the Commission to ensure that TRS is available “to the extent possible and in the
most efficient manner” to hearing and speech impaired persons in the United
States. 47 U.S.C. § 225(b)(1). Congress has thus expressly delegated to the FCC
authority to administer Section 225, and under Chevron the FCC has the authority
to fill the statutory gap provided by Section 225’s ambiguous terms so long as its
interpretation is based on a permissible construction of the statute. Sorenson Com-
munications, 659 F.3d at 1042, citing Chevron U.S.A. v. NRDC, 467 U.S. 837, 843
(1984); see also City of Arlington Texas v. FCC, 133 S.Ct. 1863, 1868-73 (2013).
As the Commission has explained, the statute thereby authorizes the agency
to “take steps to ensure that federal funding for usage of a particular relay service
is limited to users that genuinely need that funded relay service, and preclude
federal funding for users that do not have such a need – whether because they can
use ordinary voice telephone service or because an alternative (such as amplifica-
tion) would meet their needs.” Order ¶14 (footnote omitted). The $75 minimum
payment and the default captions-off requirements adopted as part of the perma-
nent IP CTS rules are reasonable means for the Commission to implement its dele-
gated authority under the highly general language of Section 225, as explained in
Chevron and Brand X, to ensure that TRS funds are directed to those persons who
(footnote continued from preceding page)
U.S. 928, 936-37 (1981) (Powell, J., in chambers); see also Adams v. Vance, 570
F.2d 950, 956 (D.C. Cir. 1977)

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are eligible to receive the service.
1. The $75 Requirement. Sorenson claims that there is not “a shred of real
evidence demonstrating a causal connection between low-cost equipment and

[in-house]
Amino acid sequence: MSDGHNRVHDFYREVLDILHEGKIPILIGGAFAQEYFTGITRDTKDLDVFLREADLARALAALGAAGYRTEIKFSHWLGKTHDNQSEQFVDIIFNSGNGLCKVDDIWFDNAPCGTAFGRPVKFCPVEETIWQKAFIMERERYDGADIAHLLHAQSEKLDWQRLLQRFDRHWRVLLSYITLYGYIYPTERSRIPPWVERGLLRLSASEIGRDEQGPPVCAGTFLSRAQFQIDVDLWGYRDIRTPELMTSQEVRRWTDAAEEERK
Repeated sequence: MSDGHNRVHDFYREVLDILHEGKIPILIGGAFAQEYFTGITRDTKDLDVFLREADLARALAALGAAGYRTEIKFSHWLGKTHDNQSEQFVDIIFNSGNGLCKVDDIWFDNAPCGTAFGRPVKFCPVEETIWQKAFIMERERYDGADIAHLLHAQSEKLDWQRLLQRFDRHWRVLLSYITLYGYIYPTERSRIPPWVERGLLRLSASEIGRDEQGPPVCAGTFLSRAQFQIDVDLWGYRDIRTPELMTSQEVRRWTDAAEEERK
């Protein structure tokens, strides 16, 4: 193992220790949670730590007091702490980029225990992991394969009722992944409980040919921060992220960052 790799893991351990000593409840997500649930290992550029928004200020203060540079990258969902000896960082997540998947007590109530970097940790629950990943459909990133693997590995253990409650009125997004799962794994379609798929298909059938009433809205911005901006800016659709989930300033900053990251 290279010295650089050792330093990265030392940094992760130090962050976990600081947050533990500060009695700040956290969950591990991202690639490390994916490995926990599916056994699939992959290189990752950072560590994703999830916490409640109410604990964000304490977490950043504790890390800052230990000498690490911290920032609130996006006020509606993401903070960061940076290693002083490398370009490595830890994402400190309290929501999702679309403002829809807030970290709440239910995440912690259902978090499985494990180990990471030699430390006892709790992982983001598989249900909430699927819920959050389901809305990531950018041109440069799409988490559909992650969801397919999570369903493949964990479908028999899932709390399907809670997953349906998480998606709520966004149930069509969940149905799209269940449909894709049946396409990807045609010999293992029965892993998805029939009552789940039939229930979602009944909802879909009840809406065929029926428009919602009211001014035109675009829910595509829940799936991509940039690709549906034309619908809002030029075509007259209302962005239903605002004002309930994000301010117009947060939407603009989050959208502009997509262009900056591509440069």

improper IP CTS use.” Mot. 12. That is not correct. As one commenter observed,
“‘there is no better indication that a user legitimately needs the service than a
user’s decision to pay his or her own money for the specialized equipment needed
to use the service.’” Order ¶36 (citing other comments). Moreover, it was entirely
rational for the Commission to conclude that the ease and convenience of using IP
CTS equipment increased the likelihood that individuals who do not need the ser-
vice would nevertheless obtain the equipment and use the service if the equipment
were to be distributed free of charge or at a low cost. See Order ¶¶42-43; see also
General Instrument Corp. v. FCC, 213 F.3d 724, 735 (D.C. Cir. 2000) (affirming
agency where its interpretation of ambiguous statutory terms was “well-grounded
in common sense.”).5 Sorenson does not claim, however, that the record negated
such a causal connection. Thus, at a minimum, the $75 requirement involves
precisely the sort of predictive judgment that is committed to the Commission’s
discretion where the record does not provide a definitive answer. In re Core
Communications, Inc., 455 F.3d 267, 282 (D.C. Cir. 2006). See generally FCC v.
NCCB, 436 U.S. 775, 814 (1978).

5 The Commission pointed out that the $75 amount was roughly comparable to the
price of specialty amplified telephones and significantly less than the price of the
type of telephone sets distributed by IP CTS providers, the list price of which
ranged from $149 to $595. Order ¶51 & n. 156.

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Sorenson contends that the $75 requirement is impermissible under the ADA
because “‘the ADA generally prohibits covered entities from charging an indivi-
dual with a disability for an accommodation.’” Mot. 12.6 However, requiring con-
sumers with disabilities to purchase their own telephone equipment is not a sur-
charge – it is simply a requirement that providers may not give away telephone
equipment to these consumers which other consumers must purchase. In other
words, it is simply a limit on the subsidy given to some consumers in order to
ensure that, as Congress required, the TRS Fund be administered “efficient[ly]”
and not in a manner that causes ratepayers to foot the bill for ineligible users. In
any event, Section 225 does not guarantee free telephone equipment funded by the
TRS Fund. Thus, for example, Section 225 has never guaranteed that deaf or hard
of hearing consumers be provided with free text telephones (TTYs) in order to use
the oldest form of TRS – the TTY Relay Service.7
Nor does the principle of functional equivalence require that the Commis-

6 Sorenson relies extensively on a declaration by Professor Samuel Bagenstos that
is attached to the motion. We note that this document is not part of the record
and that the FCC has had no practical opportunity to respond to the legal argu-
ments contained in this declaration because it was first submitted to the agency